The most common type of natural ‘lift’ that the gider can use to prolong its flight time is the thermal.
As the sun’s rays heat the ground, the air near the surface warms up, and once the air is warm enough, it will start to form a bubble and rise. As the air rises, it starts to cool, until eventually it is at the same temperature as the surrounding air.
Thermals are often marked out by the formation of cumulus cloud at their top, where moisture condenses out of the now cooled air.
Depending on the weather, the bubble may rise as much as 7,000 ft or higher. The bubble will have areas of lift on the inside (at the core) and associated areas of sinking air on the outside.
By circling in the core, a pilot can use the rising air without flying through the sinking air.
Although thermals are weather dependant, they can be experienced for the majority of the year, with the main season being March-October, and pilots are taught from an early stage how to locate and use them effectively.
One of the easiest indicators is the frequent formation of cumulus cloud at the head of a thermal, and glider pilots will frequenty fly under these clouds in their search for thermal lift that can prolong their flight.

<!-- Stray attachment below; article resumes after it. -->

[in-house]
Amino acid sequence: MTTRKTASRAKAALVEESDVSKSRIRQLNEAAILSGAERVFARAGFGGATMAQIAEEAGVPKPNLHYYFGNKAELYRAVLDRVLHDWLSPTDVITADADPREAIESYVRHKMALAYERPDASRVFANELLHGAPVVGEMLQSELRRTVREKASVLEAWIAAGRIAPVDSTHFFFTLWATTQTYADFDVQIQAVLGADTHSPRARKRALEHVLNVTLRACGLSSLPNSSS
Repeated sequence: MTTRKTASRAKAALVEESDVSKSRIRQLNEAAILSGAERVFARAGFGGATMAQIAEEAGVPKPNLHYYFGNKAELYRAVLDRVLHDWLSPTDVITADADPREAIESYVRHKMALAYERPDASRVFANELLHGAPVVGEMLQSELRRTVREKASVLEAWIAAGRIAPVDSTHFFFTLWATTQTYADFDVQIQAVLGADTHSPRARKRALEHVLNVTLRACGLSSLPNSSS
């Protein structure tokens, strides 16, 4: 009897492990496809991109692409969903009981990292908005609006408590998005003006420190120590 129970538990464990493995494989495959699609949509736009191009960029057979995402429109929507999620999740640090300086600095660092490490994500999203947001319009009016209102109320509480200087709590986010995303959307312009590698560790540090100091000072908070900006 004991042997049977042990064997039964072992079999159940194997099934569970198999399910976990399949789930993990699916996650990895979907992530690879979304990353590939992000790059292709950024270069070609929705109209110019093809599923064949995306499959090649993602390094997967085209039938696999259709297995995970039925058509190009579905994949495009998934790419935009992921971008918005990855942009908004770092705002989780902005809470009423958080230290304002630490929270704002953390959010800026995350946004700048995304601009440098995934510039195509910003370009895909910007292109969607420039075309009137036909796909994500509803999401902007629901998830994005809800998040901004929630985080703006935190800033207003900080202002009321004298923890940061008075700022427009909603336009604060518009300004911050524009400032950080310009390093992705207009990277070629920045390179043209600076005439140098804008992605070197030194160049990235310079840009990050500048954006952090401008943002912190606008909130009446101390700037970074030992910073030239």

Other Forms of Lift
While thermals are the most usual form of lift encountered at Darlton, there are other natural phenomena that generate rising air currents that can be used by glider pilots.
- Ridge Lift: when a wind blows towards a hill ridge or cliff it gets deflected upwards as it strikes the slope. By flying along a ridge when the wind is in the right direction, birds (and gliders!) can keep themselves airborne without expending their own energy.
- Wave Lift: A strong wind blowing over a mountain range can be set into an oscillating flow, or wave. Such wave cycles can extend for miles behind the mountain range, and the wave peaks can reach up tens of thousands of feet into the atmosphere. By flying in the rising part of the wave, gliders can experience a smooth lift that permits record breaking flights. Distances of 1,000 km and more can be covered in a single flight using wave lift, while altitudes up to 50,000 feet can be achieved – all with no engine!